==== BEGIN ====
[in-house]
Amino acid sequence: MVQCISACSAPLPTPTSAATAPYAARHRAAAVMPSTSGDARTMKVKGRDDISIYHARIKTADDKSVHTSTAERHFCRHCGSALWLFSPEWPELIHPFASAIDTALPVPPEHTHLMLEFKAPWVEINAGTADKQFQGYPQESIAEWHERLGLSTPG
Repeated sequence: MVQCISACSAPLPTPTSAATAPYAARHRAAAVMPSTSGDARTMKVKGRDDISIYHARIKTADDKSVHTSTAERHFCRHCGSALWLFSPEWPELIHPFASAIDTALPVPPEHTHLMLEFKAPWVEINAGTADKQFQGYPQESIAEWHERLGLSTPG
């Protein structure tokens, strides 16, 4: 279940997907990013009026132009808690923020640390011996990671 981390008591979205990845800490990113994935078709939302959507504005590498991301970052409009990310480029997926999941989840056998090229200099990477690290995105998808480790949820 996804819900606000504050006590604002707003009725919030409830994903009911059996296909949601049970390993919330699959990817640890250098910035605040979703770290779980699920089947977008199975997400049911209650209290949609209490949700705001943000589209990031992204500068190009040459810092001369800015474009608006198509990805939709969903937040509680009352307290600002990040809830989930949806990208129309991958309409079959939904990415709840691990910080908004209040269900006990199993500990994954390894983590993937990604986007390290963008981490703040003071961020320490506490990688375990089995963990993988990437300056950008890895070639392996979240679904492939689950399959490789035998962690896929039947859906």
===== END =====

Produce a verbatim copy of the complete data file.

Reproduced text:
[in-house]
Amino acid sequence: MVQCISACSAPLPTPTSAATAPYAARHRAAAVMPSTSGDARTMKVKGRDDISIYHARIKTADDKSVHTSTAERHFCRHCGSALWLFSPEWPELIHPFASAIDTALPVPPEHTHLMLEFKAPWVEINAGTADKQFQGYPQESIAEWHERLGLSTPG
Repeated sequence: MVQCISACSAPLPTPTSAATAPYAARHRAAAVMPSTSGDARTMKVKGRDDISIYHARIKTADDKSVHTSTAERHFCRHCGSALWLFSPEWPELIHPFASAIDTALPVPPEHTHLMLEFKAPWVEINAGTADKQFQGYPQESIAEWHERLGLSTPG
């Protein structure tokens, strides 16, 4: 279940997907990013009026132009808690923020640390011996990671 981390008591979205990845800490990113994935078709939302959507504005590498991301970052409009990310480029997926999941989840056998090229200099990477690290995105998808480790949820 996804819900606000504050006590604002707003009725919030409830994903009911059996296909949601049970390993919330699959990817640890250098910035605040979703770290779980699920089947977008199975997400049911209650209290949609209490949700705001943000589209990031992204500068190009040459810092001369800015474009608006198509990805939709969903937040509680009352307290600002990040809830989930949806990208129309991958309409079959939904990415709840691990910080908004209040269900006990199993500990994954390894983590993937990604986007390290963008981490703040003071961020320490506490990688375990089995963990993988990437300056950008890895070639392996979240679904492939689950399959490789035998962690896929039947859906």